Taqi al-Din Muhammad ibn Ma'ruf
1526 – 1585
Who was Taqi al-Din Muhammad ibn Ma'ruf?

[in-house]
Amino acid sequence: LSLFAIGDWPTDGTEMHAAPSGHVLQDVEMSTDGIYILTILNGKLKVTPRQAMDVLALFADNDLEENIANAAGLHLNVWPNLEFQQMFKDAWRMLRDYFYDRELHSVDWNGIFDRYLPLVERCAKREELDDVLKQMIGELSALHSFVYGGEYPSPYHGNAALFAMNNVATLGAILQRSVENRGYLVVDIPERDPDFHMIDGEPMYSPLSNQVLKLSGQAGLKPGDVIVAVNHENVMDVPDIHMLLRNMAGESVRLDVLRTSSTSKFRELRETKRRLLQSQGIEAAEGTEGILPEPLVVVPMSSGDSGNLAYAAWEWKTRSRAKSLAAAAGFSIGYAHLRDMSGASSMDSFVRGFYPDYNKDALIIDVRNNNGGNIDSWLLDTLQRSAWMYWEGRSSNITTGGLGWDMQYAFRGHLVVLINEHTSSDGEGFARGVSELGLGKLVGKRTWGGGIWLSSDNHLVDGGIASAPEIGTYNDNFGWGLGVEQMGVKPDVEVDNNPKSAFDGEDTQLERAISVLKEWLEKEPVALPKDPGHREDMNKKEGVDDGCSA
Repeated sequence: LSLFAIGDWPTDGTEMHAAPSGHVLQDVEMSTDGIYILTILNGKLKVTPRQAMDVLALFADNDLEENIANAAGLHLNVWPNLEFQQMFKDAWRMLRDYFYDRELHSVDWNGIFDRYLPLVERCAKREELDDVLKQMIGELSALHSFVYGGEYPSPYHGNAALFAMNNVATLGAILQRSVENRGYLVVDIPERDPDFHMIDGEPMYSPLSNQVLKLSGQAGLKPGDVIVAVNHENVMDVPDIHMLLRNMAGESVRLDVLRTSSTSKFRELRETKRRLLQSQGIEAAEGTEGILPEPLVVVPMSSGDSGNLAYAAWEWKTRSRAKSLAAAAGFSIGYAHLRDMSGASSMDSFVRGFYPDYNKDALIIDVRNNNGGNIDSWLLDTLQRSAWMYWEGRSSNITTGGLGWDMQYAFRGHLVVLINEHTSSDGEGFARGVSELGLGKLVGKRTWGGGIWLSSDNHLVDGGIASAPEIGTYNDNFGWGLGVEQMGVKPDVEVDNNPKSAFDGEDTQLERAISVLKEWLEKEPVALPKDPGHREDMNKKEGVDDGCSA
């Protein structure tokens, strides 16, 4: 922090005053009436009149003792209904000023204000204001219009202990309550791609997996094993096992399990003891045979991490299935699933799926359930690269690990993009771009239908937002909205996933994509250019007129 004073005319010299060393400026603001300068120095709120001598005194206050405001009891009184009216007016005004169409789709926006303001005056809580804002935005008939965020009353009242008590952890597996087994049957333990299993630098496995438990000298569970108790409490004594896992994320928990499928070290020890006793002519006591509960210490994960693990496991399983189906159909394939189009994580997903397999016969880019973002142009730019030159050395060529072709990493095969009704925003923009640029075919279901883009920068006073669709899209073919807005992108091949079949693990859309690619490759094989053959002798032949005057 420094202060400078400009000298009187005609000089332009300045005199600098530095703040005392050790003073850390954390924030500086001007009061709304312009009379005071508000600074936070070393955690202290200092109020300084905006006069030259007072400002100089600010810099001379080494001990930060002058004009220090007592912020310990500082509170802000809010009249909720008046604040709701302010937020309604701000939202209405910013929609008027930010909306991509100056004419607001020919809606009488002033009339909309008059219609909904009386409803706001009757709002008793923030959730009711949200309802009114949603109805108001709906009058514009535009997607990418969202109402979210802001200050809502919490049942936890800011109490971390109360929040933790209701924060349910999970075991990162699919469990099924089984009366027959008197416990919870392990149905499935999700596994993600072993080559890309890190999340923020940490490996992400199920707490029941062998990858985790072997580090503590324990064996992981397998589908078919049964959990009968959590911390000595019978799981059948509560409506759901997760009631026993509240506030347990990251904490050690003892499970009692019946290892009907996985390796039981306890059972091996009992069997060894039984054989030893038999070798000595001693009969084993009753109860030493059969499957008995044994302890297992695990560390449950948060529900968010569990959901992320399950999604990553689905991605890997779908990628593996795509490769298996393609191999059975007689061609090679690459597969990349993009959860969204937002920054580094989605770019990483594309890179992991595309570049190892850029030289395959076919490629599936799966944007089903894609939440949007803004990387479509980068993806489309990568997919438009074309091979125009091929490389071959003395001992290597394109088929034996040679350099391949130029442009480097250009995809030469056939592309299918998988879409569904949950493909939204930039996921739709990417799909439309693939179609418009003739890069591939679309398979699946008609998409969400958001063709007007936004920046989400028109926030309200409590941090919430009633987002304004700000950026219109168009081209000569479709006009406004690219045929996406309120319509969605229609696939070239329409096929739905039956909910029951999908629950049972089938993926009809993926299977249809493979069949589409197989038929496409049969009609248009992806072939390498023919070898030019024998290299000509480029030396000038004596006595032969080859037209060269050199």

Taqi al-Din Muhammad ibn Ma'ruf al-Shami al-Asadi was an Ottoman Turkish Muslim polymath: He was the author of more than ninety books on a wide variety of subjects, including astronomy, clocks, engineering, mathematics, mechanics, optics and natural philosophy. In 1574 the Ottoman Sultan Murād III invited Taqī al-Dīn to build an observatory in Istanbul. Using his exceptional knowledge in the mechanical arts, Taqī al-Dīn constructed instruments like huge armillary and mechanical clocks that he used in his observations of the Great Comet of 1577. He also used European celestial and terrestrial globes that were delivered to Istanbul in gift-exchange. The major work that resulted his work in the observatory is titled The tree of ultimate knowledge [in the end of time or the world] in the Kingdom of the Revolving Spheres: The astronomical tables of the King of Kings [Murād III]. The work was prepared according to the results of the observations carried out in Egypt and Istanbul in order to correct and complete Ulugh Beg’s Zij al-Sultani. The first 40 pages of the work deal with calculations, followed by discussions of astronomical clocks, heavenly circles, and information about three eclipses which he observed at Cairo and Istanbul. For corroborating data of other observations of eclipses in other locale like Daud al-Riyyadi, David Ben-Shushan of Salonika. According to the Hapsburg ambassador, Salomon Schweigger a charlatan who deceived Sultan Murad III and had him spent enormous resources.